Canadian pension converted to Locked-In Retirement Account (LIRA) - tax implications for Canada/US dual ciitizen

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atown575
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Canadian pension converted to Locked-In Retirement Account (LIRA) - tax implications for Canada/US dual ciitizen

Post by atown575 » Thu Oct 26, 2017 7:04 pm

I am an American living in Canada for several years. I left my employer who was still offering a DB plan and now have to convert it into a LIRA. I have been looking online for US tax implications of this conversion, but haven't found anything. Has anyone done this or know if there are any tax implications? Total amount to be converted is about C$40k. Is this looked at similarly to a RRSP? Thanks

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LadyGeek
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Re: Canadian pension converted to Locked-In Retirement Account (LIRA) - tax implications for Canada/US dual ciitizen

Post by LadyGeek » Fri Oct 27, 2017 6:59 pm

Welcome! I don't have the experience to answer your question, but may I recommend you also ask this question in our sister Canadian forum: Financial Wisdom Forum?

They have an excellent wiki: Locked-in accounts - finiki, the Canadian financial wiki

Disclaimer: I'm a member of both forums.
To some, the glass is half full. To others, the glass is half empty. To an engineer, it's twice the size it needs to be.

overthought
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Re: Canadian pension converted to Locked-In Retirement Account (LIRA) - tax implications for Canada/US dual ciitizen

Post by overthought » Sat Oct 28, 2017 7:05 am

I wasn't able to register at Financial Wisdom (my browser rejected it for lack of https support), so I'll give a bit of an answer here:

I was in basically the same situation a few years ago. As far as I understand, the IRS has recognized LIRA for what it is for a long time now and RRSP gained similar treatment in 2015 or so***. So you shouldn't expect any particular penalties as long as you declare the account properly every year in perpetuity.

Managing the LIRA portfolio is another matter entirely. My LIRA custodian told me that only a custodian licensed to operate in both US and Canada could honor buy/sell orders within the LIRA. But that claim may have been influenced by the incredibly fee-laden "self-managing portfolio" fund he was pushing. I need to do further research there, the darn thing hasn't grown at all in 3 years because the fees always seem to match growth.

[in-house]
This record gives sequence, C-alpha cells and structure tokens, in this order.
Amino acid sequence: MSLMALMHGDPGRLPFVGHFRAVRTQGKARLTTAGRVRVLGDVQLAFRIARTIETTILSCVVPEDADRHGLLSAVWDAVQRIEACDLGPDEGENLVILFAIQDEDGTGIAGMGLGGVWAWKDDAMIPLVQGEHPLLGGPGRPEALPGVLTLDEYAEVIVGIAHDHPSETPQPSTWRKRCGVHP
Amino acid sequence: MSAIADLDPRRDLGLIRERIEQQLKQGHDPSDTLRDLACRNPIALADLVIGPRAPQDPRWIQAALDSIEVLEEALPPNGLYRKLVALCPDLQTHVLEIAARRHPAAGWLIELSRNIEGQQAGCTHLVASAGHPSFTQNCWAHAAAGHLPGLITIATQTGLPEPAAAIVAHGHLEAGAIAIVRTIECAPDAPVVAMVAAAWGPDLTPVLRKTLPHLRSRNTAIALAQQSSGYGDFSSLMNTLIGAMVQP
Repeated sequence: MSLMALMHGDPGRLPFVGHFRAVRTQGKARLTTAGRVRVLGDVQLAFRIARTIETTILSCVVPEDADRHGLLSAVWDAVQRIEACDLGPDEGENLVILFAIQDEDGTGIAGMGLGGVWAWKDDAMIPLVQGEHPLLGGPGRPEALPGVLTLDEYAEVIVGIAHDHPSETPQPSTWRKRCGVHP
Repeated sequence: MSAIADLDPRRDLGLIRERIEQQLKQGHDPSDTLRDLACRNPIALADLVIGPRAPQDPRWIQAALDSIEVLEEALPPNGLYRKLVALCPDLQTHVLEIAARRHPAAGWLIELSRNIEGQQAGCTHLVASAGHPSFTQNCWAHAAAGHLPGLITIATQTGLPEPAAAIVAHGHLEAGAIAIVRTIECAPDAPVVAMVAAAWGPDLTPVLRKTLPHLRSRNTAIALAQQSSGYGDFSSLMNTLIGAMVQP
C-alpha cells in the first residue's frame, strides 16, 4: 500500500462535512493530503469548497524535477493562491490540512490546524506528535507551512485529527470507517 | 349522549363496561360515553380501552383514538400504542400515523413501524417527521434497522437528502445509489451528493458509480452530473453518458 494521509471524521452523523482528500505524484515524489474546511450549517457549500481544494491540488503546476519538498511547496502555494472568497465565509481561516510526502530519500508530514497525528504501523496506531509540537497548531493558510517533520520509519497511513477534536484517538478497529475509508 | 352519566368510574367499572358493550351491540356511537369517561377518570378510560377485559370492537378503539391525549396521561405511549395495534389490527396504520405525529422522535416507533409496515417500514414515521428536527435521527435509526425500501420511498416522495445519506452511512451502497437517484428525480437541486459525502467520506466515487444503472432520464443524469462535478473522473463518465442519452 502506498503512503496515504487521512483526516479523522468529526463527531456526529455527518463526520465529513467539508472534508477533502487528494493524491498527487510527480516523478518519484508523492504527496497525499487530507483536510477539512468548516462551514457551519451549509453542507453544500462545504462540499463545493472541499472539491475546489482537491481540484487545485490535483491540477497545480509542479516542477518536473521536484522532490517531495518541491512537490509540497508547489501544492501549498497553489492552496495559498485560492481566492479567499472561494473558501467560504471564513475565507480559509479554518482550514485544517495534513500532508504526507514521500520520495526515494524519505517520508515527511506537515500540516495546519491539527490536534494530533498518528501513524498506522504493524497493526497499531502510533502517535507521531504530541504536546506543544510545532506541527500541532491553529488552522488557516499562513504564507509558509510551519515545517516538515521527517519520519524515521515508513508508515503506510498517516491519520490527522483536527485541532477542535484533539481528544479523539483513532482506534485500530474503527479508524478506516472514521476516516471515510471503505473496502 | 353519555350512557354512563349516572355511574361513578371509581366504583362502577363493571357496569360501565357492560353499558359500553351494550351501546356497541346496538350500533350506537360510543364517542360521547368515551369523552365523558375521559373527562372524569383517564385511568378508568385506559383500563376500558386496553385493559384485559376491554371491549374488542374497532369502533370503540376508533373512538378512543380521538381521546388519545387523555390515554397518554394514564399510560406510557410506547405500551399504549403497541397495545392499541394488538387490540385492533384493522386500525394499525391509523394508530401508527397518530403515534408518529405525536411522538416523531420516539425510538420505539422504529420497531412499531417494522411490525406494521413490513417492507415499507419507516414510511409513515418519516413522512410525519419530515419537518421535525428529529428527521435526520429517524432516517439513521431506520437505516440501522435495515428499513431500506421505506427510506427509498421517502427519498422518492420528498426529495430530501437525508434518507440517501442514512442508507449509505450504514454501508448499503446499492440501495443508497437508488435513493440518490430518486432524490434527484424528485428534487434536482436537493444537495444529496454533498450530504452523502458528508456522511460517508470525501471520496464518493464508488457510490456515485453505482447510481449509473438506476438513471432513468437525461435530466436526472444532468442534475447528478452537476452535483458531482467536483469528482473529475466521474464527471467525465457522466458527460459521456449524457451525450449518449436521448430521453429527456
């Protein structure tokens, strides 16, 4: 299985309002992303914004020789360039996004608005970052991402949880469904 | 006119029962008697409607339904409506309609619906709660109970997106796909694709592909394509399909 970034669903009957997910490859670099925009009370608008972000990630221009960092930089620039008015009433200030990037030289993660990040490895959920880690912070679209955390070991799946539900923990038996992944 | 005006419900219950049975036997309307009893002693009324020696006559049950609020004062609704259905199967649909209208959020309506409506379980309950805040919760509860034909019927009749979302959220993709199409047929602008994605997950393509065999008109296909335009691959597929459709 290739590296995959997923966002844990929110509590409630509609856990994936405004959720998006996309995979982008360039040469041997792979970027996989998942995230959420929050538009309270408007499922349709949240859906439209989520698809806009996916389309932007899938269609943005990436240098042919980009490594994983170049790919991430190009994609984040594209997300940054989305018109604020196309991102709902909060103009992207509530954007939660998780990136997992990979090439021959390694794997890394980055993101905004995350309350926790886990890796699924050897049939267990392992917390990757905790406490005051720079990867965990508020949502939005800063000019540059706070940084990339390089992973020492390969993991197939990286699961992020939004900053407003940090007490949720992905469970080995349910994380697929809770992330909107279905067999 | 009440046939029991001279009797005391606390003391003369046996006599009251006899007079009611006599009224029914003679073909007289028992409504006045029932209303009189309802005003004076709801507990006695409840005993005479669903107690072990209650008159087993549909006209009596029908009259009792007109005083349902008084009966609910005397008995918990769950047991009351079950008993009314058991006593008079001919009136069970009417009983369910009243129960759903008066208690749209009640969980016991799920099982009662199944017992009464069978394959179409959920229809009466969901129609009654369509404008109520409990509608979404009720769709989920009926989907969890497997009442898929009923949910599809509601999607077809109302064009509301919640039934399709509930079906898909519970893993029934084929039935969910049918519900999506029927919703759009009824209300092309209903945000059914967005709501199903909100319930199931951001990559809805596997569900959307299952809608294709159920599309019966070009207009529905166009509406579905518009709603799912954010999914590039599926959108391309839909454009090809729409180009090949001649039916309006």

(***) This is in contrast with TFSA and RESP accounts. Heaven help you if you own either of those, doubly so if you haven't been filing the significant tax paperwork the IRS requires every year.

As a general note: every US expat should become *very* familiar with IRS publication 54, which lists a lot of the gotchas and hoop jumping that are required to avoid tax problems.

DISCLAIMER: I am neither lawyer nor accountant!

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Re: Canadian pension converted to Locked-In Retirement Account (LIRA) - tax implications for Canada/US dual ciitizen

Post by LadyGeek » Sat Oct 28, 2017 8:03 am

^^^ Thanks! atown575 has asked this question in our sister Canadian site. See: Canadian pension converted to Locked-In Retirement Account (LIRA) - tax implications for Canada/US dual ciitizen I posted your reply there.

The wiki has additional info for US ex-pats: Taxation as a US person living abroad

The "External links" section has info relevant for Canada.
To some, the glass is half full. To others, the glass is half empty. To an engineer, it's twice the size it needs to be.

atown575
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Re: Canadian pension converted to Locked-In Retirement Account (LIRA) - tax implications for Canada/US dual ciitizen

Post by atown575 » Mon Oct 30, 2017 4:53 pm

Thanks a lot! I fortunately do not have an RESP or TFSA in my name. I am concerned about the management of the LIRA funds. Please do let me know if you get more information on this.

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Re: Canadian pension converted to Locked-In Retirement Account (LIRA) - tax implications for Canada/US dual ciitizen

Post by overthought » Mon Oct 30, 2017 5:03 pm

atown575 wrote:
Mon Oct 30, 2017 4:53 pm
I am concerned about the management of the LIRA funds. Please do let me know if you get more information on this.
As luck would have it, there's actually a thread going on about that as we speak (I had the same question). It appears there are at least two usable brokers (Q-trade and TD Direct Investing), and both will let you invest in USD or CAD funds. No account fees, $9-10 CAD per trade. Everything is easier if you set it up before leaving, though!

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